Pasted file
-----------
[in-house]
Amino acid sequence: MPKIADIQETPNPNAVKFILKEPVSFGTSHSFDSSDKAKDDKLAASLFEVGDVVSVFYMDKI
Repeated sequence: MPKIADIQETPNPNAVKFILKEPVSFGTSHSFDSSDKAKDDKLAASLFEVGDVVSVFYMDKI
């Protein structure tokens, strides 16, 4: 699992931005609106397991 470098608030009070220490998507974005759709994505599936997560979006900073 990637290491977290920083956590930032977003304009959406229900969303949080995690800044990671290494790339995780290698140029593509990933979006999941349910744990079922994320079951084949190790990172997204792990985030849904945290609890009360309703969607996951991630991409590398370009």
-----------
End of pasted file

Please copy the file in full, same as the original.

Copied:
[in-house]
Amino acid sequence: MPKIADIQETPNPNAVKFILKEPVSFGTSHSFDSSDKAKDDKLAASLFEVGDVVSVFYMDKI
Repeated sequence: MPKIADIQETPNPNAVKFILKEPVSFGTSHSFDSSDKAKDDKLAASLFEVGDVVSVFYMDKI
């Protein structure tokens, strides 16, 4: 699992931005609106397991 470098608030009070220490998507974005759709994505599936997560979006900073 990637290491977290920083956590930032977003304009959406229900969303949080995690800044990671290494790339995780290698140029593509990933979006999941349910744990079922994320079951084949190790990172997204792990985030849904945290609890009360309703969607996951991630991409590398370009």